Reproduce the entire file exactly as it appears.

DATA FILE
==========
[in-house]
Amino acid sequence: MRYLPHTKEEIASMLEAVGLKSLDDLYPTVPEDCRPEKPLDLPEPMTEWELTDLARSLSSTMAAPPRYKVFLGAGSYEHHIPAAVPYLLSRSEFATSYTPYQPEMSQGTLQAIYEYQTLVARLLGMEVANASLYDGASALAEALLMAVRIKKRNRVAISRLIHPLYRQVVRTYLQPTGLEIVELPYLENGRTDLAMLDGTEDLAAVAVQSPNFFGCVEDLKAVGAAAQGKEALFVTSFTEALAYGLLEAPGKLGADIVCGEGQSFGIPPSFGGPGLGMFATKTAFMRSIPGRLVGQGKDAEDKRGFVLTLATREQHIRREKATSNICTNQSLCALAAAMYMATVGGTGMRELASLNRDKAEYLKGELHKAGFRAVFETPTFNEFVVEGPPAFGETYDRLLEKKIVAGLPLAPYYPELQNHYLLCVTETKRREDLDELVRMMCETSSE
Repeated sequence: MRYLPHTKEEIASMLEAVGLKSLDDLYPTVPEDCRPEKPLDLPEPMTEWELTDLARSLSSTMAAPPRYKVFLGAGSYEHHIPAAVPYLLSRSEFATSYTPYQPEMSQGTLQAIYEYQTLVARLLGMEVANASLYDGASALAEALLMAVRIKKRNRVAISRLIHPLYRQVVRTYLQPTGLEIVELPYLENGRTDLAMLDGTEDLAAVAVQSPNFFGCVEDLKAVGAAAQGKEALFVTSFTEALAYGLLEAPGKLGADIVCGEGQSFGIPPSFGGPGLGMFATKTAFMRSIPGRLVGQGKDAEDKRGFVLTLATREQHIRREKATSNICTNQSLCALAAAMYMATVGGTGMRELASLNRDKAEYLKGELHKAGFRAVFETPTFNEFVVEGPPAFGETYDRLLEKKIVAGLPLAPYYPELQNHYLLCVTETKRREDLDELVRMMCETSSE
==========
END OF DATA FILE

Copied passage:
[in-house]
Amino acid sequence: MRYLPHTKEEIASMLEAVGLKSLDDLYPTVPEDCRPEKPLDLPEPMTEWELTDLARSLSSTMAAPPRYKVFLGAGSYEHHIPAAVPYLLSRSEFATSYTPYQPEMSQGTLQAIYEYQTLVARLLGMEVANASLYDGASALAEALLMAVRIKKRNRVAISRLIHPLYRQVVRTYLQPTGLEIVELPYLENGRTDLAMLDGTEDLAAVAVQSPNFFGCVEDLKAVGAAAQGKEALFVTSFTEALAYGLLEAPGKLGADIVCGEGQSFGIPPSFGGPGLGMFATKTAFMRSIPGRLVGQGKDAEDKRGFVLTLATREQHIRREKATSNICTNQSLCALAAAMYMATVGGTGMRELASLNRDKAEYLKGELHKAGFRAVFETPTFNEFVVEGPPAFGETYDRLLEKKIVAGLPLAPYYPELQNHYLLCVTETKRREDLDELVRMMCETSSE
Repeated sequence: MRYLPHTKEEIASMLEAVGLKSLDDLYPTVPEDCRPEKPLDLPEPMTEWELTDLARSLSSTMAAPPRYKVFLGAGSYEHHIPAAVPYLLSRSEFATSYTPYQPEMSQGTLQAIYEYQTLVARLLGMEVANASLYDGASALAEALLMAVRIKKRNRVAISRLIHPLYRQVVRTYLQPTGLEIVELPYLENGRTDLAMLDGTEDLAAVAVQSPNFFGCVEDLKAVGAAAQGKEALFVTSFTEALAYGLLEAPGKLGADIVCGEGQSFGIPPSFGGPGLGMFATKTAFMRSIPGRLVGQGKDAEDKRGFVLTLATREQHIRREKATSNICTNQSLCALAAAMYMATVGGTGMRELASLNRDKAEYLKGELHKAGFRAVFETPTFNEFVVEGPPAFGETYDRLLEKKIVAGLPLAPYYPELQNHYLLCVTETKRREDLDELVRMMCETSSE